Rating: ★★★★☆ 

Since moving from Wigan to Manchester, scuzzy two-piece Brown brogues have developed somewhat of a cult following over the last four or five years with their fusion of guttural garage rock, bluesy vibes and punk ethos. Think the MC5, jamming with The Stooges by way of The Black Keys, all wrapped up in the spit’n’sawdust surrounds of one of Manchester’s many dive bars, and you won’t be far off the mark. With Record Store Day 2014 just around the corner, it seems justifiable that such a cult band should want to celebrate the occasion by releasing Zoloto, their first EP since 2012’s Born to Lose.

At eight tracks long, Zoloto seems more of a short album than an EP. Break it down in to quarters however, and what you find instead is a collection of tracks that summarise the band almost perfectly. The first two tracks ‘Shit In Your Eye’ and ‘My Birthday’ rattle towards their conclusions, the vocals swamped with a gritty post-punk production coming courtesy of producer Ross Orton, whilst following tracks ‘Booooooom’ and ‘Getting Caned’ are almost different tracks entirely. Produced by long-time collaborator Eaglenose, both are far scuzzier than their predecessors and exhibits an almost psychedelic side to the band’s writing.

The flipside, should you pick up Zoloto on vinyl, is again broken in to two parts, the first of which being two tracks recorded in one of the aforementioned Manchester venues, in this case The Roadhouse. Rather than add to the overall value of the record though, both ‘I Drove For Miles’ and ‘Drive A Go Go’ give listeners a taste of the band’s anarchic live shows, dowsing them in feedback and tumultuous percussion. Fans of the band however, will undoubtedly relish in the chance to hear different versions of older tracks, ‘I Drove For Miles’ in particular sounding far noisier than it’s recorded counterpart. The final two numbers are previously unreleased tracks recorded by Brown Brogues’ very own Mark Vernon. Again, both add little to the EP as a whole, giving the second side of the record more of a ‘bonus material feel’. Rather than dismiss these final tracks though, it be worth noting that both would benefit from a little polish (or as much polish as Brown Brogues allow) and should they find the muddy production cleaned up a little, they could easily find their rerecorded way on to any future releases from the band.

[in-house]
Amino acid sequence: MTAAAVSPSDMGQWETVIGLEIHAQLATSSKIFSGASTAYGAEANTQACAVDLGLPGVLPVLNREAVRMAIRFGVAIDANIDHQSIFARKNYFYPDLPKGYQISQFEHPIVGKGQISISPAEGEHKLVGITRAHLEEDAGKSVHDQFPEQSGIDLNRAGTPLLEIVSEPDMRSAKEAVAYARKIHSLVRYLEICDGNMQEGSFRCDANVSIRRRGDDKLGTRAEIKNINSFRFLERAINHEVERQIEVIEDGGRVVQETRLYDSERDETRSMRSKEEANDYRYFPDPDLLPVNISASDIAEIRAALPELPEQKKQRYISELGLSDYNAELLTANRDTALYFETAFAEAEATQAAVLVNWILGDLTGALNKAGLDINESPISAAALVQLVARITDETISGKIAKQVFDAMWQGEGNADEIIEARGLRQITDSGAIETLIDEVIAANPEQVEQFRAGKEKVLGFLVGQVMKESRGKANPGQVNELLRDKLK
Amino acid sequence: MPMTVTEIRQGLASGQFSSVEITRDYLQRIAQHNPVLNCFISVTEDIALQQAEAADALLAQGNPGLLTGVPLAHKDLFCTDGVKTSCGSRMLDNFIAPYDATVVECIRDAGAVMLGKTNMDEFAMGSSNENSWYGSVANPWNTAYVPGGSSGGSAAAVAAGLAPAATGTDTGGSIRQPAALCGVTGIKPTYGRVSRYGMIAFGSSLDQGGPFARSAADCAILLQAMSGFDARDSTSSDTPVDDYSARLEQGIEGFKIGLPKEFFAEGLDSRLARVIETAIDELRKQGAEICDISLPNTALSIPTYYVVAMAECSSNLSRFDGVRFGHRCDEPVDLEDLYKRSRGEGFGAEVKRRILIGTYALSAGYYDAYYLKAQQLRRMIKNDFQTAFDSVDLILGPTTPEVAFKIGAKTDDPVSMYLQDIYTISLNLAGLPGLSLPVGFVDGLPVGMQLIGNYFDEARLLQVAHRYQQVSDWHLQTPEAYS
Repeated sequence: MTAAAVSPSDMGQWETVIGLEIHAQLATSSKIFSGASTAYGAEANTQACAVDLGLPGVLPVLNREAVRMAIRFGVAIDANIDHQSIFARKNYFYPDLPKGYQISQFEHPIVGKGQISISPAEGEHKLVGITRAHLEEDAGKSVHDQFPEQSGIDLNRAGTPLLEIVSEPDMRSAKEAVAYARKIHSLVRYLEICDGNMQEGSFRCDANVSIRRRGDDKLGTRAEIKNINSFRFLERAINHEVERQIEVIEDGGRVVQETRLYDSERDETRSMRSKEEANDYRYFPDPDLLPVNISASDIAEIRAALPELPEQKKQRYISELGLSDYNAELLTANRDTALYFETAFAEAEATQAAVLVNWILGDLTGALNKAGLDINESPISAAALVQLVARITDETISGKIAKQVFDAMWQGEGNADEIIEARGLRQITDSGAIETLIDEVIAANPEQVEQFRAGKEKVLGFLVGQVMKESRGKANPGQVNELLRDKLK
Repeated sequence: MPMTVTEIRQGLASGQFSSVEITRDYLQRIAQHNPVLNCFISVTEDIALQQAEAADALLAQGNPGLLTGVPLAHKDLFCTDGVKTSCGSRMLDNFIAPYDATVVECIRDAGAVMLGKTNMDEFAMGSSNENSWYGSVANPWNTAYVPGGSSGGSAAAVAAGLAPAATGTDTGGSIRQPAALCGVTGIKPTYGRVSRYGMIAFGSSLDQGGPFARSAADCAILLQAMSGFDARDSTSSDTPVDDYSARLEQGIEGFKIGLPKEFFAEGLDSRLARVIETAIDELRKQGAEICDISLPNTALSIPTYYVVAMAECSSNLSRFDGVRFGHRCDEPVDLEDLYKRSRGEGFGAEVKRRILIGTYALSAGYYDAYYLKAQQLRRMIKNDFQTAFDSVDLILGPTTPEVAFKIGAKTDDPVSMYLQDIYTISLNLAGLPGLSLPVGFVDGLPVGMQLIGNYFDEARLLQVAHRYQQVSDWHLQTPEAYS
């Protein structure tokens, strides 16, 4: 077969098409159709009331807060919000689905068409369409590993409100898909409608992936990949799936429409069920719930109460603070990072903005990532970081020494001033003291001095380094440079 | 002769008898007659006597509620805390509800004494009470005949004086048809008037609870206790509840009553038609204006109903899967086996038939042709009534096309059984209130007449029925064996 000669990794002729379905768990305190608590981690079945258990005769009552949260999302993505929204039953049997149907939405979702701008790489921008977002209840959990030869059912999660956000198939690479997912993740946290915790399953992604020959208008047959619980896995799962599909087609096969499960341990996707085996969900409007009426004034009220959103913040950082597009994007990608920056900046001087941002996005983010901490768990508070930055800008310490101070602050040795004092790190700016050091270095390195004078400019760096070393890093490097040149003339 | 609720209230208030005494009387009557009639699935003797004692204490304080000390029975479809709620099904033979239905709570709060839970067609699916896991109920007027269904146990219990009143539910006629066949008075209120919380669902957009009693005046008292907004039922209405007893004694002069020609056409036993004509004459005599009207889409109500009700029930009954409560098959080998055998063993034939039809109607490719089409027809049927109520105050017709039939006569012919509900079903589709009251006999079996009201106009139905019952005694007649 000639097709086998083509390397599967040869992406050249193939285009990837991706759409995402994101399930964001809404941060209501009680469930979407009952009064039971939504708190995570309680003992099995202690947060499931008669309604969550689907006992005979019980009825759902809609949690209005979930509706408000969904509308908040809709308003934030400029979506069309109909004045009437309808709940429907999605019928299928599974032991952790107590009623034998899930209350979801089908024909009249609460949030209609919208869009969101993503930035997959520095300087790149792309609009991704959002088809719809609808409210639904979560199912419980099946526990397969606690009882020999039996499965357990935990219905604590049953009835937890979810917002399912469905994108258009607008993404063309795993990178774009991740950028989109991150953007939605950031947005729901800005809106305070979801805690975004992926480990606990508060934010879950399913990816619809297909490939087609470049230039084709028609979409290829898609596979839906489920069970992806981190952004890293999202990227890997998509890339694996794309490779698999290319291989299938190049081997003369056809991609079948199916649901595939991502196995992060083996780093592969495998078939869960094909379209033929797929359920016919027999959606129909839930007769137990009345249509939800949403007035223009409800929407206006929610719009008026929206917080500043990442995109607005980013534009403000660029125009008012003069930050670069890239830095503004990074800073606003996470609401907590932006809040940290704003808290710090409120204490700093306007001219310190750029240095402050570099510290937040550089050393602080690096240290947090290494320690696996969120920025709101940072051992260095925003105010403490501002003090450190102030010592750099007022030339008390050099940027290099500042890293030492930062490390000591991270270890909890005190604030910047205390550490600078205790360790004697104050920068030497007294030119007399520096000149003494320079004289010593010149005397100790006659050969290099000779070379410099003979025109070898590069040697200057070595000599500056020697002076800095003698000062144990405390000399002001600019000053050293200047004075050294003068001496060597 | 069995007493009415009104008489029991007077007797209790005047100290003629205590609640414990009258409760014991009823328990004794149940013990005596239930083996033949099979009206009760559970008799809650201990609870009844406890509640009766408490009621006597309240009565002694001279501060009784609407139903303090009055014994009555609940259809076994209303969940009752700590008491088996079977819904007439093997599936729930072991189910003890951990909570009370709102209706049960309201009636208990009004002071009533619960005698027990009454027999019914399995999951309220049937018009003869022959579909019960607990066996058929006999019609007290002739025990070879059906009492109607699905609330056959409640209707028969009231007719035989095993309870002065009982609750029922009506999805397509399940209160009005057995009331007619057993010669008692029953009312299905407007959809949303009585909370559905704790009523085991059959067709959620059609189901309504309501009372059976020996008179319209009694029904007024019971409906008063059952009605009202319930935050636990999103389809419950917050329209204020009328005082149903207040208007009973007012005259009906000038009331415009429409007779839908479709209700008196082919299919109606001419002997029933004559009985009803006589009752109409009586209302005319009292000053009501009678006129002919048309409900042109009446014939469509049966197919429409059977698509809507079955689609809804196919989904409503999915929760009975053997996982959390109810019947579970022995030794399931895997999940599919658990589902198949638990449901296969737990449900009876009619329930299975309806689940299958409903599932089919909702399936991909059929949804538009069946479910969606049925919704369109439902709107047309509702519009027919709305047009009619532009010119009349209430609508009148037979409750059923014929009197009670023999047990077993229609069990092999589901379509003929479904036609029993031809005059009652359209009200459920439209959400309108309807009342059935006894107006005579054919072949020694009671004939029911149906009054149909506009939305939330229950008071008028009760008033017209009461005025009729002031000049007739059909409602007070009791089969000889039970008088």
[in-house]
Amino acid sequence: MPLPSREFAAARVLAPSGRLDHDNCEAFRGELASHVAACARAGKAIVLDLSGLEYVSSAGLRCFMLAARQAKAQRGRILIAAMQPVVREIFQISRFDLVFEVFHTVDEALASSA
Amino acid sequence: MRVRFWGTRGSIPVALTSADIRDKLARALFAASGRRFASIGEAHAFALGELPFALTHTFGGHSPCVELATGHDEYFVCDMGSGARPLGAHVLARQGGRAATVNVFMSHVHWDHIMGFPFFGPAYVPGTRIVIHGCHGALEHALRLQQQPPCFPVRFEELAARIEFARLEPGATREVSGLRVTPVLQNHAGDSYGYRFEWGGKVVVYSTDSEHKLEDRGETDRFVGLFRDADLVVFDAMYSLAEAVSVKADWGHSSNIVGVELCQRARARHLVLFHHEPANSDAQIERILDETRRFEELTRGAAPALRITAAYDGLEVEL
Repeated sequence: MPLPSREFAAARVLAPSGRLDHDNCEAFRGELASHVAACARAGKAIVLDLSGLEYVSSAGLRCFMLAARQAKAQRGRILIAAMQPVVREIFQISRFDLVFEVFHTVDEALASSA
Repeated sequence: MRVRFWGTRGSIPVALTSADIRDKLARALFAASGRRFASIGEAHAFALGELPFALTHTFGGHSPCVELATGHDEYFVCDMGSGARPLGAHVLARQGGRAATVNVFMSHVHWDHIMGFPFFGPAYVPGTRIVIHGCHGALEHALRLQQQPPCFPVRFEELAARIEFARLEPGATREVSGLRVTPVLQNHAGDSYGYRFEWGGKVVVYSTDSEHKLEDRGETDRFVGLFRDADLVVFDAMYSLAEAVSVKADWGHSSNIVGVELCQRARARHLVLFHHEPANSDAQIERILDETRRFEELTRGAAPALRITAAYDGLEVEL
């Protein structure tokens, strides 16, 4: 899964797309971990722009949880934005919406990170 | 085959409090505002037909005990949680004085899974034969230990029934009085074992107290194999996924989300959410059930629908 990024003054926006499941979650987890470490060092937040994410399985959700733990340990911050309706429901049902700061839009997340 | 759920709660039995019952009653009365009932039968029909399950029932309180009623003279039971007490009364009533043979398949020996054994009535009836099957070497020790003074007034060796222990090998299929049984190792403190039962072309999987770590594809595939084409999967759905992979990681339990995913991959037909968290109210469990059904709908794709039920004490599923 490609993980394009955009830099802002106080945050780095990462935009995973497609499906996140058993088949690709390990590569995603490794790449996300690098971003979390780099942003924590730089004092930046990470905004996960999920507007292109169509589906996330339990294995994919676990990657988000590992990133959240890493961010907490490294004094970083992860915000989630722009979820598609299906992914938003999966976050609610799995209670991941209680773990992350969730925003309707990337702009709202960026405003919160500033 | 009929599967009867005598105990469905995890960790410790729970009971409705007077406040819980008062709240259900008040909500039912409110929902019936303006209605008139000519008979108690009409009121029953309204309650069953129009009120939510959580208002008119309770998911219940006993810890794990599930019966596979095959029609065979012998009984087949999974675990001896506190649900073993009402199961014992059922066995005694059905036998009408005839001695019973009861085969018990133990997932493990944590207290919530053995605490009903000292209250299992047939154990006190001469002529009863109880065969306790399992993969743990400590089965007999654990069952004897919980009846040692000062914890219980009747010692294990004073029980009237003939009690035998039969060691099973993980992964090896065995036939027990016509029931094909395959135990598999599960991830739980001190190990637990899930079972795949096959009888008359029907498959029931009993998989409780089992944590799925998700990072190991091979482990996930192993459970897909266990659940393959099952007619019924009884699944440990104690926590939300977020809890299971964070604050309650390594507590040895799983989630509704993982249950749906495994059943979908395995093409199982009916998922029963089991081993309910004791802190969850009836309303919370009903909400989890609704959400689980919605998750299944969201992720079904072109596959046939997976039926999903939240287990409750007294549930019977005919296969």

A welcome addition for established fans of the band, and also for vinyl junkies alike, Zoloto won’t drastically change your opinion on Brown Brogues, and it won’t likely win over any new fans. What it does do however, is prove once again that Manchester’s music scene isn’t all four piece lad bands, and whilst their name might well conjure images of trilbys and vintage clothes, their music smashes any preconceptions completely out of the water.

Dave Beech

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